Delegation Must Include Details
Delegation must include details. Help others succeed through clear direction.
Have you ever handed off a project to a volunteer with little to no instruction? Do you delegate duties on a volunteer simply because they are willing? There is a difference between delegating and dumping. Handing off projects to another person without providing clear details and direction might feel like delegation, but it is in reality just dumping duties on a willing volunteer. Handing off projects without extreme detail, vision, and coaching is in essence pulling up a large dump truck and offloading a volume of tasks upon an unsuspecting, willing participant. Are you in the practice of dumping duties or truly delegating to your volunteers?
Direction and Details
Delegation must include direction and details in order for a volunteer to succeed. The how and the why of the task needs to be explained. Does an individual know the ethic and value upon which your ministry runs? Does your volunteer know the rationale and reasoning behind why this task is important, not just how to execute their assigned task? If you want to create a long-term relationship with individuals who will execute large tasks for you, it is going to come down to your ability to provide details for delegation rather than dumping. True delegation involves relationship, providing a systematic pathway and process by which this individual can complete tasks.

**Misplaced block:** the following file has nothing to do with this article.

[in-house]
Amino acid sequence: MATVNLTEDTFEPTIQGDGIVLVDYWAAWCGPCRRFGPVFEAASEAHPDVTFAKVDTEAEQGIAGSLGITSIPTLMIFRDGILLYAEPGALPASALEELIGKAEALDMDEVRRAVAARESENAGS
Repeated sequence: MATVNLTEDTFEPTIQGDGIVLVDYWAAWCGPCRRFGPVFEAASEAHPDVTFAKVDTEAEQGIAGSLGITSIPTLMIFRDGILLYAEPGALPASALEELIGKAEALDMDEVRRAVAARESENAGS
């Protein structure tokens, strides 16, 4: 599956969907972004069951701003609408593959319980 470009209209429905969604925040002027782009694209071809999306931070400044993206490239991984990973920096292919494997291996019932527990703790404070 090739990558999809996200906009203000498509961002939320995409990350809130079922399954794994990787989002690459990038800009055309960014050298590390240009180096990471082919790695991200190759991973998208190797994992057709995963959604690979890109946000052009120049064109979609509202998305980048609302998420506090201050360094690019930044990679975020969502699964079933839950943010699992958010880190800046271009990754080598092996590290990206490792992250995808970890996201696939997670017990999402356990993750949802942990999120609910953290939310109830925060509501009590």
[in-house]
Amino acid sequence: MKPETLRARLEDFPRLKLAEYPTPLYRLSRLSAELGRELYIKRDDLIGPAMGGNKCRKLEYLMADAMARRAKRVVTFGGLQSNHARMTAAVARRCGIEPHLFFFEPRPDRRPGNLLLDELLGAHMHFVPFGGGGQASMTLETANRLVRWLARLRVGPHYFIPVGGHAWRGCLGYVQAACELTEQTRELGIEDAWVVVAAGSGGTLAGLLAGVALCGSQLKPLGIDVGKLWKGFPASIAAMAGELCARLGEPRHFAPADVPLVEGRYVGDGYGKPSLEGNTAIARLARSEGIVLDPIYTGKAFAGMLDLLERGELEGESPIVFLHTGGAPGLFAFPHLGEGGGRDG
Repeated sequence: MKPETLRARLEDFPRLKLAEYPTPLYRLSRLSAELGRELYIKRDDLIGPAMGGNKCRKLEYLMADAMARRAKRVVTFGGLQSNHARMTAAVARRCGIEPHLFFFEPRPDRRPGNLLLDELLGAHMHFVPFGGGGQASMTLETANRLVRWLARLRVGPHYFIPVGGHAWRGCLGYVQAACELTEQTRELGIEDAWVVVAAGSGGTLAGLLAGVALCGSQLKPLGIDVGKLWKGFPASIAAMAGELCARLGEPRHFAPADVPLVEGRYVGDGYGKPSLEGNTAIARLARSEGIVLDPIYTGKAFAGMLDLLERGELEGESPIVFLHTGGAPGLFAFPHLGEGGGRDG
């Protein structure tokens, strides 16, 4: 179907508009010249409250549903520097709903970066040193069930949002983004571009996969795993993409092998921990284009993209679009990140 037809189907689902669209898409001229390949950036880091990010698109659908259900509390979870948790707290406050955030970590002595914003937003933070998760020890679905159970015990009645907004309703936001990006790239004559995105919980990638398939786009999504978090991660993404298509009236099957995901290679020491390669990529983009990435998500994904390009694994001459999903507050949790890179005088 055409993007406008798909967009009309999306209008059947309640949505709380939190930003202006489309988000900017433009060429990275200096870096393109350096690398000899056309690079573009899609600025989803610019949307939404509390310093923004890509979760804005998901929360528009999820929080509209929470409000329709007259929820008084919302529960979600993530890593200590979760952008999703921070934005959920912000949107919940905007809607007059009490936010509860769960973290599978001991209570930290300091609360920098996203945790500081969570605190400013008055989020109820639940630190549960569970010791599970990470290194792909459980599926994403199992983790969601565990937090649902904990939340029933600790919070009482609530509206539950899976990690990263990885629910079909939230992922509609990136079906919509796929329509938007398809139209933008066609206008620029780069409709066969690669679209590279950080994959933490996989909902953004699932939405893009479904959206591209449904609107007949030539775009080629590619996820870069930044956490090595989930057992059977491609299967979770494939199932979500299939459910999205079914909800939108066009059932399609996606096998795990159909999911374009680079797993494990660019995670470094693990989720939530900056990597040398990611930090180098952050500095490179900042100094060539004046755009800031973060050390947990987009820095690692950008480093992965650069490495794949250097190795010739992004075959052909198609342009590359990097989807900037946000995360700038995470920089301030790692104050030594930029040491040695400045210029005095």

Years ago, I read a book about having a virtual assistant. This individual could live a world away but perform tasks for you with only digital instructions to guide them. This book spent an inordinate amount of time explaining how the success of your virtual assistant is going to be in direct relation to the amount of detail you provide for them. The likelihood of talking to a virtual assistant on the phone or seeing them face to face is very low, so tons of details need to be provided to help them understand what is being asked of them. Whether you are working with a volunteer a world away, or one right next door to you, your ability to hand them detailed and descriptive directions for the tasks you want them to carry out is vital. (Not to mention courteous.)
Succeed with Clear Direction
Don’t dump on your volunteers. Help them succeed by giving them clear direction. Take an extra 30-45 minutes and articulate the details, direction, and description of what you need done and why. You will be grateful that you did.
By Josh Denhart. All Rights Reserved.